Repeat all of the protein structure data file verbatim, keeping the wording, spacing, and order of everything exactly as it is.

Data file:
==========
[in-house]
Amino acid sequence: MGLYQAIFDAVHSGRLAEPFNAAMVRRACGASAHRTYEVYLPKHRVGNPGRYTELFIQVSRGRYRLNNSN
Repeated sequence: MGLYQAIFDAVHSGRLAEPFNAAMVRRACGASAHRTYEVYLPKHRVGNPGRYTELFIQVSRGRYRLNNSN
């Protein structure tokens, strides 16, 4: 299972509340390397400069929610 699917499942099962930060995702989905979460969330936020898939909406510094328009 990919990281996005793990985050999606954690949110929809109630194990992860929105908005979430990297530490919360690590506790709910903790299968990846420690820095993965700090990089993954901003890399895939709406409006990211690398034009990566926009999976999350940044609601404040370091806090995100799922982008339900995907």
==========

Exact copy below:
[in-house]
Amino acid sequence: MGLYQAIFDAVHSGRLAEPFNAAMVRRACGASAHRTYEVYLPKHRVGNPGRYTELFIQVSRGRYRLNNSN
Repeated sequence: MGLYQAIFDAVHSGRLAEPFNAAMVRRACGASAHRTYEVYLPKHRVGNPGRYTELFIQVSRGRYRLNNSN
């Protein structure tokens, strides 16, 4: 299972509340390397400069929610 699917499942099962930060995702989905979460969330936020898939909406510094328009 990919990281996005793990985050999606954690949110929809109630194990992860929105908005979430990297530490919360690590506790709910903790299968990846420690820095993965700090990089993954901003890399895939709406409006990211690398034009990566926009999976999350940044609601404040370091806090995100799922982008339900995907």